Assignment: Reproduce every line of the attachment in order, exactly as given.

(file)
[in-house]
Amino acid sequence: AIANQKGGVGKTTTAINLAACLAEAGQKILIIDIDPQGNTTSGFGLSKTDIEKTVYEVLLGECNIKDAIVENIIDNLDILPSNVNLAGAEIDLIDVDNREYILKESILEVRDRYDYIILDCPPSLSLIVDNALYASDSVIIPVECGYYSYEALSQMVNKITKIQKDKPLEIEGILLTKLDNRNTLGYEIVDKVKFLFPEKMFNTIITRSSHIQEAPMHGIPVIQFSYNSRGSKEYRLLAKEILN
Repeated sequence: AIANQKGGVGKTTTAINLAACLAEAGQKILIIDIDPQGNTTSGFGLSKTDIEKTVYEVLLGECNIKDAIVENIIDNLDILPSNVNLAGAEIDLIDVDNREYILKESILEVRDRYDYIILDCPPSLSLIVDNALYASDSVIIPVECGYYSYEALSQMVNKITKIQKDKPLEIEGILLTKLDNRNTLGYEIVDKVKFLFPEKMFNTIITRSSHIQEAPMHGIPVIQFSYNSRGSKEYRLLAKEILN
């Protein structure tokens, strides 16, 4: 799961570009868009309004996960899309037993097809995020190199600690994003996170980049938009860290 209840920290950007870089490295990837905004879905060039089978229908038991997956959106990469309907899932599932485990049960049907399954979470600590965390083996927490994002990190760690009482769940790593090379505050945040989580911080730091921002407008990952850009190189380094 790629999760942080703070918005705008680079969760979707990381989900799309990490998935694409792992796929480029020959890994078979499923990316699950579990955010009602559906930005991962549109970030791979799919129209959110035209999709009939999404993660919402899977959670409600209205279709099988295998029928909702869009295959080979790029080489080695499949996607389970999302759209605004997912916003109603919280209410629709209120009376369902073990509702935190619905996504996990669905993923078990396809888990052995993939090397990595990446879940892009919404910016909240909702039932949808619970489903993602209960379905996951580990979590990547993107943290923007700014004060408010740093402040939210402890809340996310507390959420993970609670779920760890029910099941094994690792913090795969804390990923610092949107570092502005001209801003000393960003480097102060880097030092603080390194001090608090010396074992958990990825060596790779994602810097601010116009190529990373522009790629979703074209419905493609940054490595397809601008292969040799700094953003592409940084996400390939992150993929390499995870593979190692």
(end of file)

[in-house]
Amino acid sequence: AIANQKGGVGKTTTAINLAACLAEAGQKILIIDIDPQGNTTSGFGLSKTDIEKTVYEVLLGECNIKDAIVENIIDNLDILPSNVNLAGAEIDLIDVDNREYILKESILEVRDRYDYIILDCPPSLSLIVDNALYASDSVIIPVECGYYSYEALSQMVNKITKIQKDKPLEIEGILLTKLDNRNTLGYEIVDKVKFLFPEKMFNTIITRSSHIQEAPMHGIPVIQFSYNSRGSKEYRLLAKEILN
Repeated sequence: AIANQKGGVGKTTTAINLAACLAEAGQKILIIDIDPQGNTTSGFGLSKTDIEKTVYEVLLGECNIKDAIVENIIDNLDILPSNVNLAGAEIDLIDVDNREYILKESILEVRDRYDYIILDCPPSLSLIVDNALYASDSVIIPVECGYYSYEALSQMVNKITKIQKDKPLEIEGILLTKLDNRNTLGYEIVDKVKFLFPEKMFNTIITRSSHIQEAPMHGIPVIQFSYNSRGSKEYRLLAKEILN
């Protein structure tokens, strides 16, 4: 799961570009868009309004996960899309037993097809995020190199600690994003996170980049938009860290 209840920290950007870089490295990837905004879905060039089978229908038991997956959106990469309907899932599932485990049960049907399954979470600590965390083996927490994002990190760690009482769940790593090379505050945040989580911080730091921002407008990952850009190189380094 790629999760942080703070918005705008680079969760979707990381989900799309990490998935694409792992796929480029020959890994078979499923990316699950579990955010009602559906930005991962549109970030791979799919129209959110035209999709009939999404993660919402899977959670409600209205279709099988295998029928909702869009295959080979790029080489080695499949996607389970999302759209605004997912916003109603919280209410629709209120009376369902073990509702935190619905996504996990669905993923078990396809888990052995993939090397990595990446879940892009919404910016909240909702039932949808619970489903993602209960379905996951580990979590990547993107943290923007700014004060408010740093402040939210402890809340996310507390959420993970609670779920760890029910099941094994690792913090795969804390990923610092949107570092502005001209801003000393960003480097102060880097030092603080390194001090608090010396074992958990990825060596790779994602810097601010116009190529990373522009790629979703074209419905493609940054490595397809601008292969040799700094953003592409940084996400390939992150993929390499995870593979190692």